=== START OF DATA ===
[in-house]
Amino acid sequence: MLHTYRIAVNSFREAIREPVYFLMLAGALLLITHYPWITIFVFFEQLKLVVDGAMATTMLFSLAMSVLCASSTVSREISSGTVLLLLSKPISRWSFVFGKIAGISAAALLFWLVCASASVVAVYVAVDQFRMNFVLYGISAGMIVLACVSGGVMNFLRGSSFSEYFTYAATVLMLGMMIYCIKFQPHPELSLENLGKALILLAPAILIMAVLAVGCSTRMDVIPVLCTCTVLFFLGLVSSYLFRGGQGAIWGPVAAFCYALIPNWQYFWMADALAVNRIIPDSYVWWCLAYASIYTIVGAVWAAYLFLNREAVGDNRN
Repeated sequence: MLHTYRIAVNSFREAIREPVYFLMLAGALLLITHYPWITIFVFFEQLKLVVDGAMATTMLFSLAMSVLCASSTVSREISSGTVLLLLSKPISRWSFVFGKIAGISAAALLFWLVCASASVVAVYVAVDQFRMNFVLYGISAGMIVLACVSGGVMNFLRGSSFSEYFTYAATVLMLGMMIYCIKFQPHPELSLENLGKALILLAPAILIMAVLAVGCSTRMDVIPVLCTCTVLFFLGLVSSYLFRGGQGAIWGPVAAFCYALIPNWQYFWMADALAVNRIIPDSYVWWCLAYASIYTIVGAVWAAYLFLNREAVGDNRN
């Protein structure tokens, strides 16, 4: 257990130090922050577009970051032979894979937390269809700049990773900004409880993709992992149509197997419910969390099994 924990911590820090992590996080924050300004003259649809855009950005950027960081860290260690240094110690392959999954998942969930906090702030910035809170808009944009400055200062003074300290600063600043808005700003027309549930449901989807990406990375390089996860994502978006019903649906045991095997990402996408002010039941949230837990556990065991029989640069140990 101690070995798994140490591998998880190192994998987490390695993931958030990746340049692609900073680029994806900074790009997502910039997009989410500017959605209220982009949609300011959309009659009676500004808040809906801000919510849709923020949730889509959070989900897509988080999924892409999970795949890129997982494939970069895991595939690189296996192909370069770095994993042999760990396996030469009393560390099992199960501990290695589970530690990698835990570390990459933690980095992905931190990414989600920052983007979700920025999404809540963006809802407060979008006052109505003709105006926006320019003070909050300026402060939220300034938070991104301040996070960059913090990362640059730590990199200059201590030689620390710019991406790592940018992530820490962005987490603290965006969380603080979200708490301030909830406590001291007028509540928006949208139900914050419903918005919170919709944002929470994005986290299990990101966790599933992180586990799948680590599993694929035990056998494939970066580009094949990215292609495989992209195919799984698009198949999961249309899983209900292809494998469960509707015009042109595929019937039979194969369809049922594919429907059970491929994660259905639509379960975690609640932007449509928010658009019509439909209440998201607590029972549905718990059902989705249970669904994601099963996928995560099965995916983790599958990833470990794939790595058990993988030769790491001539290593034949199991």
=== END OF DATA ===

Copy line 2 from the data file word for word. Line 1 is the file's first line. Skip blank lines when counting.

Amino acid sequence: MLHTYRIAVNSFREAIREPVYFLMLAGALLLITHYPWITIFVFFEQLKLVVDGAMATTMLFSLAMSVLCASSTVSREISSGTVLLLLSKPISRWSFVFGKIAGISAAALLFWLVCASASVVAVYVAVDQFRMNFVLYGISAGMIVLACVSGGVMNFLRGSSFSEYFTYAATVLMLGMMIYCIKFQPHPELSLENLGKALILLAPAILIMAVLAVGCSTRMDVIPVLCTCTVLFFLGLVSSYLFRGGQGAIWGPVAAFCYALIPNWQYFWMADALAVNRIIPDSYVWWCLAYASIYTIVGAVWAAYLFLNREAVGDNRN